Choosing a supervisor...
How to find a supervisor
There are three easy ways to find a supervisor who might be interested in your particular research project.
1. Search for a person
Use Swansea’s Directory of Expertise to search directly for academics working in your field. Search by generic keywords or subject areas and browse academic profiles to find the likeliest candidate to be interested in your idea.
2. Search for a subject
Another way of searching for a supervisor is to get a feel for who is working in your field by browsing school pages for the subject you are interested in, information on research groups and centres, and staff biographies. Alternatively, email the director of research in the relevant department and ask them to recommend a potential supervisor - make the most of their knowledge of the expertise available in their department.
3. Search for a project
Many prospective research students, particularly in the sciences and engineering, will look for a predesigned project. These are advertised by the academic in charge of the project, who will usually have secured funding from a research body for a studentship. All Swansea’s studentships are advertised throughout the year on our research scholarships page.
Things to consider
Don’t be put off choosing a supervisor you don’t already know – some PhD students will prefer to undertake research with an academic from their previous study who they know and like. This is fine, but remember that the most important factor in choosing a supervisor is that their interests are closely related to your own.
Get to know your prospective supervisor’s work - spend some time looking at their list of publications. Are their research interests similar to yours? How well established are they? Is this even important to you?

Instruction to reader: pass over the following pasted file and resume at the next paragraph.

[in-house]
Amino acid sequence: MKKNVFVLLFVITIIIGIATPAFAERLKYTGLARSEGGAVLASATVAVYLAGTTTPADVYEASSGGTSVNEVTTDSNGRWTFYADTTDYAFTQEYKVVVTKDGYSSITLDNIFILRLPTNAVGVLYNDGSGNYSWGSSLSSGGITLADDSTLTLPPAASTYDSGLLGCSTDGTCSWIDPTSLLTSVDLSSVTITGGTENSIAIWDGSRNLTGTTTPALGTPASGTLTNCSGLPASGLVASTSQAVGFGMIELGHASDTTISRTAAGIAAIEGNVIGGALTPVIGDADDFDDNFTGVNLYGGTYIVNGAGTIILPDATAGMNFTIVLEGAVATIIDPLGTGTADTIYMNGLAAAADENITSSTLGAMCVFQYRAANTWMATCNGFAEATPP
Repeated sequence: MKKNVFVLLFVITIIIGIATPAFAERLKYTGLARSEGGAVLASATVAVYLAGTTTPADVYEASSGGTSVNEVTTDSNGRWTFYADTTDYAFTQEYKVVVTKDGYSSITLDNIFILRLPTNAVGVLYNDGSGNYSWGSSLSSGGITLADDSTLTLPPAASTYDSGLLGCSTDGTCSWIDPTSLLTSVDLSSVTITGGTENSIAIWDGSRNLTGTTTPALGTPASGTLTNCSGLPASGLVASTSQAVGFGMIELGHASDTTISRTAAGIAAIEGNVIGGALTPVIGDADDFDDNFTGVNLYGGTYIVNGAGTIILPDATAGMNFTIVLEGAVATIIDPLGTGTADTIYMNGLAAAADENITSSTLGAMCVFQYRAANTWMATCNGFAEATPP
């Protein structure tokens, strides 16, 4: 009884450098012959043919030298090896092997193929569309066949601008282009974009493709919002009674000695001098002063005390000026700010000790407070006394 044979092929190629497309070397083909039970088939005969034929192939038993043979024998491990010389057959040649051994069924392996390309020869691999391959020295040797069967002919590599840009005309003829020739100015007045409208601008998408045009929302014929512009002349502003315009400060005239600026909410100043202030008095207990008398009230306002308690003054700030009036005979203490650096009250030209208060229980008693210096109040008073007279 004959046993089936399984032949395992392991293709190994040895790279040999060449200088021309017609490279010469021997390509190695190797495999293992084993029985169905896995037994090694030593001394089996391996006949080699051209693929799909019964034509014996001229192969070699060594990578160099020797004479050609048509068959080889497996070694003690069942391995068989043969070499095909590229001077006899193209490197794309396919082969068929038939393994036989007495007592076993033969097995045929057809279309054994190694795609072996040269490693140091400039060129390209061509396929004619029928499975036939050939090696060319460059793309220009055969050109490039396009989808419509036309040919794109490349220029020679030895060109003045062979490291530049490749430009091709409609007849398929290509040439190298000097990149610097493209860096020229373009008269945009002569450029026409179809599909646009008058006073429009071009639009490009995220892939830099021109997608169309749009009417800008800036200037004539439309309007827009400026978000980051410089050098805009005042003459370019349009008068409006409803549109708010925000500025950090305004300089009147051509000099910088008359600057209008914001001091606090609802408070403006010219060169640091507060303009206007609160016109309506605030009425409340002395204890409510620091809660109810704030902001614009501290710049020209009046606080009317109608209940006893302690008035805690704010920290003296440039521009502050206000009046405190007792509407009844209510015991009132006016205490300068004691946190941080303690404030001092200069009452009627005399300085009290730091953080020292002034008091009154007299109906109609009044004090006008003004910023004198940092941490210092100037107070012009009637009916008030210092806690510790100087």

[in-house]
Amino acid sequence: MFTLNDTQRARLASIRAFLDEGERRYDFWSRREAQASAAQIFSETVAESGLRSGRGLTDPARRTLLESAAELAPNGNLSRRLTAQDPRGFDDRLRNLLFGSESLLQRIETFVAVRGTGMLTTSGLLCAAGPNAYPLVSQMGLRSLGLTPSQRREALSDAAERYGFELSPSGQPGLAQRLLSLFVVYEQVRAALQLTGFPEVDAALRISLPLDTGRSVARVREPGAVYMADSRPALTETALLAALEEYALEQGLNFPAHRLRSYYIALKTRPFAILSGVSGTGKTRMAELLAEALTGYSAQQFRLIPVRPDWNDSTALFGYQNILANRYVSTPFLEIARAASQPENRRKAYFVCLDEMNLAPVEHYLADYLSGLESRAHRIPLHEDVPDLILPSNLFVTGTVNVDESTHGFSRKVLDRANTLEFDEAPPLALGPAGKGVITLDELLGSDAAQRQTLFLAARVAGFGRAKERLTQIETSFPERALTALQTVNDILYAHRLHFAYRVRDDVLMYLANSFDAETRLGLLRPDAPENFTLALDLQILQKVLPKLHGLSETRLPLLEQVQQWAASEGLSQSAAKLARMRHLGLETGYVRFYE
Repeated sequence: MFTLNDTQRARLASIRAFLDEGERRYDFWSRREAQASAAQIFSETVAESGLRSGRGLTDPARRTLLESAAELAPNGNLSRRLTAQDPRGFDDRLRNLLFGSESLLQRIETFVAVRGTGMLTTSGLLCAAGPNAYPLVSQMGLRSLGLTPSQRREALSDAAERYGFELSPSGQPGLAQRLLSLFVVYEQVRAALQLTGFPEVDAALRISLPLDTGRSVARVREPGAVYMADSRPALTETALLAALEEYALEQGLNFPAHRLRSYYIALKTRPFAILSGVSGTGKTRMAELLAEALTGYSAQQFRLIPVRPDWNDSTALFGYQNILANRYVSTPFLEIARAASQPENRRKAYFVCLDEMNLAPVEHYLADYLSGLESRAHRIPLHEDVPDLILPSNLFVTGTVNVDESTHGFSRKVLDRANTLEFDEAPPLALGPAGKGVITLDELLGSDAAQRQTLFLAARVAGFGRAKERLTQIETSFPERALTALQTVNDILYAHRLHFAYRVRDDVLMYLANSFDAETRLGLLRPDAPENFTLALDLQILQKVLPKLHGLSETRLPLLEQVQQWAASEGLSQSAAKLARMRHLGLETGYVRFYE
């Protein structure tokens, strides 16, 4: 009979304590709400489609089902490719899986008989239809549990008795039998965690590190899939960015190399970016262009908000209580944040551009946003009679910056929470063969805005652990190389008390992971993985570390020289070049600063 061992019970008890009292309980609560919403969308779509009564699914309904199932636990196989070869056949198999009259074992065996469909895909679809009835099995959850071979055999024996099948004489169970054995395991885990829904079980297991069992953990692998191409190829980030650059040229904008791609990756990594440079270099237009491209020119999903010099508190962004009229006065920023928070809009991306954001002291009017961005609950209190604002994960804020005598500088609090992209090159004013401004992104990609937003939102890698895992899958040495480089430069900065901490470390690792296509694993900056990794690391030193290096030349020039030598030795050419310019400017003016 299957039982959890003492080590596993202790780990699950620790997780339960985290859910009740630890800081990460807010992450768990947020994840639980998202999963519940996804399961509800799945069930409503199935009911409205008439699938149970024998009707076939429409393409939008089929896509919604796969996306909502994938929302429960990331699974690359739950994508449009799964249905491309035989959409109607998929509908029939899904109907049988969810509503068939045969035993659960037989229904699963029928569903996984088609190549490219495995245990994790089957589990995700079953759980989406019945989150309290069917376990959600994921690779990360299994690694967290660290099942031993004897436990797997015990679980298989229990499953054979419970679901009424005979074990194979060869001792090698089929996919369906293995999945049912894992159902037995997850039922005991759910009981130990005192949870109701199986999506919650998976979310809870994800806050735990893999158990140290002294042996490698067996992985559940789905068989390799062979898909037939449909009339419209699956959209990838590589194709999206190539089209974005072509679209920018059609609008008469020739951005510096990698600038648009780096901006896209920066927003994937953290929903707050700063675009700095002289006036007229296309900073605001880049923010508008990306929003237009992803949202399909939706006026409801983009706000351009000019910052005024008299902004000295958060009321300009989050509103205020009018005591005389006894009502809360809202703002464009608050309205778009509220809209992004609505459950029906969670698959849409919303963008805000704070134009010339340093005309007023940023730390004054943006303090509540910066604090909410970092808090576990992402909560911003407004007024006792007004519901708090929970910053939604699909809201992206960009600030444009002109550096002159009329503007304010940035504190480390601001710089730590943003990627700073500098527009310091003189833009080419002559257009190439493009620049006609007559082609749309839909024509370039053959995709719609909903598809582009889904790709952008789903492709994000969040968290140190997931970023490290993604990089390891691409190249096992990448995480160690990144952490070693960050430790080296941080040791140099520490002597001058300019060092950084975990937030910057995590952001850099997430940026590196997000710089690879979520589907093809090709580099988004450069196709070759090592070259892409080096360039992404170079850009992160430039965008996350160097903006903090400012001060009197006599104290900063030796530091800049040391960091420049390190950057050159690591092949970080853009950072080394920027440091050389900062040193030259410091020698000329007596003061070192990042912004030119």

- Newer academics will have fewer PhD students and commitments, and thus potentially more time for you. If you work well with lots of hands on support, a supervisor like this might be right for you.
- More established academics will have more responsibilities and commitments, including more PhD students demanding their attention. This could mean that they take more of a ‘hands off’ approach to supervising you. They will also have more expertise within your field, and more experience of PhD supervision. Their reputations will be more established, meaning they may have more contacts for you to benefit from.
How do they work – how do you work? Do you think you will be compatible? PhD study is largely self-directed and self-driven, but some supervisors will want to be more involved with your research than others. Ask them what their expectations will be in terms of regular contact – tell them your expectations. Obviously this will differ from subject to subject – in some science and engineering subjects you may be working with academics in a laboratory on a day-to-day basis, while in arts and humanities supervisors might have little more to do than point you in the right direction.
Meet them for an informal chat before you commit to anything. You will be working with this person for the next three to four years!